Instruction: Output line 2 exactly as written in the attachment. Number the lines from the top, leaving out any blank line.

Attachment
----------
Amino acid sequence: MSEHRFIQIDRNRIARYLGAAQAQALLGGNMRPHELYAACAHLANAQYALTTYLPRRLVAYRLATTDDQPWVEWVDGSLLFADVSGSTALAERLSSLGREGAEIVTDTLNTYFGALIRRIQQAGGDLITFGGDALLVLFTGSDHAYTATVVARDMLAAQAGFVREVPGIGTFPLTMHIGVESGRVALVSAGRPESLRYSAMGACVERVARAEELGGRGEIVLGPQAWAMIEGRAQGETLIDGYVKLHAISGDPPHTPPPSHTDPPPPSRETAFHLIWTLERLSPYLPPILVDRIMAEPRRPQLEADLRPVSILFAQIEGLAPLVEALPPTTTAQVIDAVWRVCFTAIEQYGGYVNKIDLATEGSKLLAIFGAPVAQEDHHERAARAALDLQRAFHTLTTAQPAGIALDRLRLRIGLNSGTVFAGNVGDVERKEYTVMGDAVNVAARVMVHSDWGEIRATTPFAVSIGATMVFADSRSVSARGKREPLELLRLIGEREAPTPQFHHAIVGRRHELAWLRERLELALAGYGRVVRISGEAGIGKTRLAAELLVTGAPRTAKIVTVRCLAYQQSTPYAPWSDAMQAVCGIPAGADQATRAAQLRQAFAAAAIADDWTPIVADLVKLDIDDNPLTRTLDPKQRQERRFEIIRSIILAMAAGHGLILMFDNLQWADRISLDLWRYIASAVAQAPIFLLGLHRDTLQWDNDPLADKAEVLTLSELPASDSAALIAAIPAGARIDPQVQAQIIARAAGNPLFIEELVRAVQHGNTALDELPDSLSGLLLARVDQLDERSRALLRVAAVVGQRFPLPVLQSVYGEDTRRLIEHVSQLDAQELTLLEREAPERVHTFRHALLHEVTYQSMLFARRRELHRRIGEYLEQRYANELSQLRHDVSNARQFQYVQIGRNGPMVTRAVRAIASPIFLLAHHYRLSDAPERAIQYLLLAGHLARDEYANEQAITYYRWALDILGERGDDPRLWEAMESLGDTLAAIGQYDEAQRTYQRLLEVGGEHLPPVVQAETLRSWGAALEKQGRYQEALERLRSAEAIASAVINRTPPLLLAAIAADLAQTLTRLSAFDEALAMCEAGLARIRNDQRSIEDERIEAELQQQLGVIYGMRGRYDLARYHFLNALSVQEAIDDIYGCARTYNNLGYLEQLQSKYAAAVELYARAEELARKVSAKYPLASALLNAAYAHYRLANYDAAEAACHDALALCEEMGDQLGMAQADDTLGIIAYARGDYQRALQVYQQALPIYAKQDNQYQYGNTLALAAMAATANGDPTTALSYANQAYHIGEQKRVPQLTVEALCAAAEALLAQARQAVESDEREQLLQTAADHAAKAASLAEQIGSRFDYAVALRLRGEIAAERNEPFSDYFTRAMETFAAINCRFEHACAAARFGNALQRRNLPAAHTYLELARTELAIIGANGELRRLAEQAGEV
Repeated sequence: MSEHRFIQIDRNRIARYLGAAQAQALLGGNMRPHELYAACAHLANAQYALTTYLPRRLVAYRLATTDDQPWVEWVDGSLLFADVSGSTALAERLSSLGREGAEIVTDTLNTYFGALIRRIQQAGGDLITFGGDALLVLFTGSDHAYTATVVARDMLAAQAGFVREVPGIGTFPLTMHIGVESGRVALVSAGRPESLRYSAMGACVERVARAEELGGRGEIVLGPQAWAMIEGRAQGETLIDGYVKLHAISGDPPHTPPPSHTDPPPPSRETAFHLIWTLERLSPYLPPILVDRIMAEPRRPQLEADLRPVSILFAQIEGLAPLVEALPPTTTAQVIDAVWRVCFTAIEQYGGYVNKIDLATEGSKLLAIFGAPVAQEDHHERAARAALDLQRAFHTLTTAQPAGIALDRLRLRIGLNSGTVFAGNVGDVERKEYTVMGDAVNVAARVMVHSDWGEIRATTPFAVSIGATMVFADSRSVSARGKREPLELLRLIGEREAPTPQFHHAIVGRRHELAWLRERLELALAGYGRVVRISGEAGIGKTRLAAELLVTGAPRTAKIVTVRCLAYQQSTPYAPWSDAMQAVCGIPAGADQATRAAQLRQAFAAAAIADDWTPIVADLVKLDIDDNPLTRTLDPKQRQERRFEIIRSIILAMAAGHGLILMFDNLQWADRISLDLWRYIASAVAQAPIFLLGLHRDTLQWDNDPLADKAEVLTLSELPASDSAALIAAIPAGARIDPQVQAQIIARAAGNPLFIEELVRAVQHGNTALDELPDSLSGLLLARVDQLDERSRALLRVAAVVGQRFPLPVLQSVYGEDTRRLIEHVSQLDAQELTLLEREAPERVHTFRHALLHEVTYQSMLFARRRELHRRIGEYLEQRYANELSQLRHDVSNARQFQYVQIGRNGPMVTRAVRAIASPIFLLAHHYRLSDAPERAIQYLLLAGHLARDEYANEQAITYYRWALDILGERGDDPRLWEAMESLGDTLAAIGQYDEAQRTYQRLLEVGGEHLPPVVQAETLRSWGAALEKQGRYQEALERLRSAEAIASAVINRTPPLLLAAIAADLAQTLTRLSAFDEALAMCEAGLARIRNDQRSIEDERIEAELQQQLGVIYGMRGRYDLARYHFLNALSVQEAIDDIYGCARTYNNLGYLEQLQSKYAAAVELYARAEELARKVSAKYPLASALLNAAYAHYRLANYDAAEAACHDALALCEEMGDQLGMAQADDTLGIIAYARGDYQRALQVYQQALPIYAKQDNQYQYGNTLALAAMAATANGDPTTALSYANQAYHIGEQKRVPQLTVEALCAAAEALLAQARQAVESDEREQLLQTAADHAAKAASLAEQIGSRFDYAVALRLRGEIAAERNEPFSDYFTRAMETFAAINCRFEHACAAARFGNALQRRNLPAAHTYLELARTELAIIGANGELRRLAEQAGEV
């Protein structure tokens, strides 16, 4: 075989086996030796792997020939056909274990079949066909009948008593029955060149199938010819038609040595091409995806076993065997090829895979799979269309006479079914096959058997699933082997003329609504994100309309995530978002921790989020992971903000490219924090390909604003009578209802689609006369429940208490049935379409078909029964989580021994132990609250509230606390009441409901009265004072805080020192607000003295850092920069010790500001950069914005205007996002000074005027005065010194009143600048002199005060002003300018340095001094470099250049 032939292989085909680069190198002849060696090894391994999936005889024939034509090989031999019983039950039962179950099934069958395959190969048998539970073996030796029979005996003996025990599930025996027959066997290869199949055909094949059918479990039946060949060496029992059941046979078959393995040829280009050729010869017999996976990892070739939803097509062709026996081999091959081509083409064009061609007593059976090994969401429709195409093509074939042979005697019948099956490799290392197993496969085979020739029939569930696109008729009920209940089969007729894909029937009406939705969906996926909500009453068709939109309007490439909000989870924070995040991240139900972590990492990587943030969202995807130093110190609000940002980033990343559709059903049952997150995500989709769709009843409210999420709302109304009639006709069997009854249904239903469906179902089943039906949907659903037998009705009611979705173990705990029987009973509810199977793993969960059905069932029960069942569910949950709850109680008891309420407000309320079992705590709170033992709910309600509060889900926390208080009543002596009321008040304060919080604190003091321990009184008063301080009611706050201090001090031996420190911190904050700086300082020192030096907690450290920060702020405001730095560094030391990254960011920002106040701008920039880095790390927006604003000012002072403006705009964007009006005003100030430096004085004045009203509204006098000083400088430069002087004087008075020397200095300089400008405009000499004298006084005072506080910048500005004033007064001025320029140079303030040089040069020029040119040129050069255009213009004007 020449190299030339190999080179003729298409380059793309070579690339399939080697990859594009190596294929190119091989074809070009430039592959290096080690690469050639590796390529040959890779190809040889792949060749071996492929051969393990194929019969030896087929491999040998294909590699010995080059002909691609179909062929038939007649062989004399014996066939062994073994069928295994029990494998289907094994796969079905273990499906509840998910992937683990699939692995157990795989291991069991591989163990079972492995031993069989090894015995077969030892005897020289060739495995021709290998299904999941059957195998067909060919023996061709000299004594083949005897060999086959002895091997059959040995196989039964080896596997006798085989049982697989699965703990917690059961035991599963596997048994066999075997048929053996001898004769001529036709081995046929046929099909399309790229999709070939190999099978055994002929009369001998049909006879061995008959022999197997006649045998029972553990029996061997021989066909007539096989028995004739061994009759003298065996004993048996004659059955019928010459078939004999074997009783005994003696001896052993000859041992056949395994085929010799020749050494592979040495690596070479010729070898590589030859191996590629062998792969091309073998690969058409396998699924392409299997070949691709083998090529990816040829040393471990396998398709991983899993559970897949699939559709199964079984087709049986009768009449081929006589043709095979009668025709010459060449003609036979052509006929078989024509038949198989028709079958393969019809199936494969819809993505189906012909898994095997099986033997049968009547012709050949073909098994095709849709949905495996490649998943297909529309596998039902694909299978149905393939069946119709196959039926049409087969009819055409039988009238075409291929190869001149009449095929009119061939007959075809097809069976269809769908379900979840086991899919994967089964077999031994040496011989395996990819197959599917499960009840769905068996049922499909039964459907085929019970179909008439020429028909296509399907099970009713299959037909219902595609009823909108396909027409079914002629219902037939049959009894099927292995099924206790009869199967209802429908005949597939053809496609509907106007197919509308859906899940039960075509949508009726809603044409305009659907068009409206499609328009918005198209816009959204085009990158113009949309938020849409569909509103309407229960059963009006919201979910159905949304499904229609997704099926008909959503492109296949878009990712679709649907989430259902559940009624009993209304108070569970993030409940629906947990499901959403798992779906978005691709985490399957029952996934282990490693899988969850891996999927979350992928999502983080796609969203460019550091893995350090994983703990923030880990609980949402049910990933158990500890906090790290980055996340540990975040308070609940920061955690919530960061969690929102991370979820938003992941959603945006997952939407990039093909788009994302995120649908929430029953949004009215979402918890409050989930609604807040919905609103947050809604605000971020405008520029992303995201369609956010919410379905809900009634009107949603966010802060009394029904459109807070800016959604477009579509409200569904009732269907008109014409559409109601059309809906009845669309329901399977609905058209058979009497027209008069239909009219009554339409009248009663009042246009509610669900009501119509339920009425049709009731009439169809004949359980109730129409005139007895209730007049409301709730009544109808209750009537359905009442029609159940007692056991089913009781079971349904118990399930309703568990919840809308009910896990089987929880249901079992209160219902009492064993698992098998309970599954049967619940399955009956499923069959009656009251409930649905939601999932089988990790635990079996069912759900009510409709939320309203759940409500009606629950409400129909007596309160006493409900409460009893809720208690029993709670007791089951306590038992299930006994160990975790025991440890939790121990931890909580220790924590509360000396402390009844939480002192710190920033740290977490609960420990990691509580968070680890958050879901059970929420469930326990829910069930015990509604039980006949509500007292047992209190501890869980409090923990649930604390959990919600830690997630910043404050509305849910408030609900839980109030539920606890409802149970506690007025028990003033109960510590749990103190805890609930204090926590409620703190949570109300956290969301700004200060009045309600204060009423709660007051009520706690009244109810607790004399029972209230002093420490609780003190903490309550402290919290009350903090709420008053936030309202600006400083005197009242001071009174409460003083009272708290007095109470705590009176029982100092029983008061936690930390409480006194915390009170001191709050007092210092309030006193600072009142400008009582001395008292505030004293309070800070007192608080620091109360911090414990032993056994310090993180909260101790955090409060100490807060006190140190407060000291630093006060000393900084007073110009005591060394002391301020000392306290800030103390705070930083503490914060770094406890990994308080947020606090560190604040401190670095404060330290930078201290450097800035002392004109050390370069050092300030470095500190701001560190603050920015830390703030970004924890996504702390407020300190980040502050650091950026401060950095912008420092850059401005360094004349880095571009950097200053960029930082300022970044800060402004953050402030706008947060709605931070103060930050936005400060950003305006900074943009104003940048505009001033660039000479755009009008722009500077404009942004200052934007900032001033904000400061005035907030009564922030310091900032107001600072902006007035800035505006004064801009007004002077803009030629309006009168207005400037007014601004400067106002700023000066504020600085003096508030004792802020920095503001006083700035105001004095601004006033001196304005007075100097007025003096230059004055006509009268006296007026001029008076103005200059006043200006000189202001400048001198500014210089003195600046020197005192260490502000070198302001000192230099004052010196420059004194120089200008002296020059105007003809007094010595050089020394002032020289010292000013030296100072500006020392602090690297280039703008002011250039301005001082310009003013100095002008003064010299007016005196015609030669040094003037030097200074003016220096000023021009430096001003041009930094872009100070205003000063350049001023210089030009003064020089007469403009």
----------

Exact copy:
Repeated sequence: MSEHRFIQIDRNRIARYLGAAQAQALLGGNMRPHELYAACAHLANAQYALTTYLPRRLVAYRLATTDDQPWVEWVDGSLLFADVSGSTALAERLSSLGREGAEIVTDTLNTYFGALIRRIQQAGGDLITFGGDALLVLFTGSDHAYTATVVARDMLAAQAGFVREVPGIGTFPLTMHIGVESGRVALVSAGRPESLRYSAMGACVERVARAEELGGRGEIVLGPQAWAMIEGRAQGETLIDGYVKLHAISGDPPHTPPPSHTDPPPPSRETAFHLIWTLERLSPYLPPILVDRIMAEPRRPQLEADLRPVSILFAQIEGLAPLVEALPPTTTAQVIDAVWRVCFTAIEQYGGYVNKIDLATEGSKLLAIFGAPVAQEDHHERAARAALDLQRAFHTLTTAQPAGIALDRLRLRIGLNSGTVFAGNVGDVERKEYTVMGDAVNVAARVMVHSDWGEIRATTPFAVSIGATMVFADSRSVSARGKREPLELLRLIGEREAPTPQFHHAIVGRRHELAWLRERLELALAGYGRVVRISGEAGIGKTRLAAELLVTGAPRTAKIVTVRCLAYQQSTPYAPWSDAMQAVCGIPAGADQATRAAQLRQAFAAAAIADDWTPIVADLVKLDIDDNPLTRTLDPKQRQERRFEIIRSIILAMAAGHGLILMFDNLQWADRISLDLWRYIASAVAQAPIFLLGLHRDTLQWDNDPLADKAEVLTLSELPASDSAALIAAIPAGARIDPQVQAQIIARAAGNPLFIEELVRAVQHGNTALDELPDSLSGLLLARVDQLDERSRALLRVAAVVGQRFPLPVLQSVYGEDTRRLIEHVSQLDAQELTLLEREAPERVHTFRHALLHEVTYQSMLFARRRELHRRIGEYLEQRYANELSQLRHDVSNARQFQYVQIGRNGPMVTRAVRAIASPIFLLAHHYRLSDAPERAIQYLLLAGHLARDEYANEQAITYYRWALDILGERGDDPRLWEAMESLGDTLAAIGQYDEAQRTYQRLLEVGGEHLPPVVQAETLRSWGAALEKQGRYQEALERLRSAEAIASAVINRTPPLLLAAIAADLAQTLTRLSAFDEALAMCEAGLARIRNDQRSIEDERIEAELQQQLGVIYGMRGRYDLARYHFLNALSVQEAIDDIYGCARTYNNLGYLEQLQSKYAAAVELYARAEELARKVSAKYPLASALLNAAYAHYRLANYDAAEAACHDALALCEEMGDQLGMAQADDTLGIIAYARGDYQRALQVYQQALPIYAKQDNQYQYGNTLALAAMAATANGDPTTALSYANQAYHIGEQKRVPQLTVEALCAAAEALLAQARQAVESDEREQLLQTAADHAAKAASLAEQIGSRFDYAVALRLRGEIAAERNEPFSDYFTRAMETFAAINCRFEHACAAARFGNALQRRNLPAAHTYLELARTELAIIGANGELRRLAEQAGEV